​Wildfires have burned millions of acres across California, Oregon, Washington and several neighboring states this week, forcing thousands of people to evacuate. Employers can use these resources to prepare for and recover from these disasters. Help is available for business owners and employees. If you are not in the wildfire areas, consult these resources to create emergency preparedness plans.

Today, Sept. 10, is World Suicide Prevention Day. At this stage of the pandemic, we all need to ask ourselves what we can do as HR professionals to help employees with mental health issues, which will make suicide less likely to occur. Here are eight suggestions.

How much should employers reimburse employees for supplies used while working from home? What should employers do for workers who need time off to care for others but don’t qualify for protected leave? How can employers ensure fairness when accommodating workers with disabilities? Employment law attorneys answer these common questions from HR professionals dealing with the coronavirus pandemic.

The Equal Employment Opportunity Commission (EEOC) must receive a discrimination or retaliation charge from a worker and attempt to resolve the claim through voluntary procedures before filing a lawsuit alleging that the employer engaged in a pattern or practice of discrimination, according to a recent opinion letter.

COVID-19 pandemic guidance from agencies like the Centers for Disease Control and Prevention (CDC) and the Occupational Safety and Health Administration (OSHA) has been constantly changing and confusing for employers. Directives concerning the use of face coverings and masks have proven to be one of the most commonly misunderstood areas.

In a move sure to frustrate employers and usher in a wave of confusion, a New York federal court judge just struck down critical portions of the Labor Department’s new joint employer rule that went into effect a few months ago. Concluding that the agency’s rule has “major flaws,” U.S. District Judge Gregory Woods decided yesterday that the rule did not comport with the Fair Labor Standards Act (FLSA). The September 8 ruling tosses out the new standard that had applied to “vertical” employment relationships (when staffing company or subcontractor workers are contracted to work with another entity, for example), while keeping intact the rarer “horizontal” relationships between related entities that employ the same worker – which was not significantly changed by the final rule. Affected employers may have to chart a more difficult course in order to ensure they are not deemed liable in joint employer situations.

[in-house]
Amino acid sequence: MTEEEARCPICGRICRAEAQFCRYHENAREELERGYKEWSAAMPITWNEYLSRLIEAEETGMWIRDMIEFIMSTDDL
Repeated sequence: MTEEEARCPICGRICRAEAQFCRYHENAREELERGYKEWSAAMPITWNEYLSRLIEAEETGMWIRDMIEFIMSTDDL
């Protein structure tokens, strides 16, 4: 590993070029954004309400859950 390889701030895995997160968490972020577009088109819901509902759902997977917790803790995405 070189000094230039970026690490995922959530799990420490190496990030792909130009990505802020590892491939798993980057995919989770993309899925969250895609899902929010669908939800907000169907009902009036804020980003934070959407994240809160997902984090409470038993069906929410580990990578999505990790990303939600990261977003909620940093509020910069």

Federal agencies can no longer include “critical race theory” and discussions of “white privilege” in their workplace race-sensitivity training, according to a White House announcement.

​Uncovering unconscious biases and gathering data to prove the need for action are key to making changes in the workplace, members of the new SHRM Blue Ribbon Commission on Racial Equity said yesterday during a webcast on their work.

​Keywords determine how often your resume is found in recruiters’ searches, writes career columnist Martin Yate. The more keywords that are directly relevant to a specific job, the higher the resume will rank in resume database searches and the more likely it will be found and read.

Littler’s Workplace Policy Institute’s (WPI) annual Labor Day report examines the state of the American workforce. Prior WPI Labor Day reports focused on key employment developments and trends to provide employers with insight on the state of work and what to expect in the coming year. Employers need no reminder that 2020 is unlike any year they have ever experienced. The COVID-19 pandemic has fundamentally changed employment with employers and employees alike facing unprecedented challenges. Even when the coronavirus is finally behind us, many of these challenges will remain.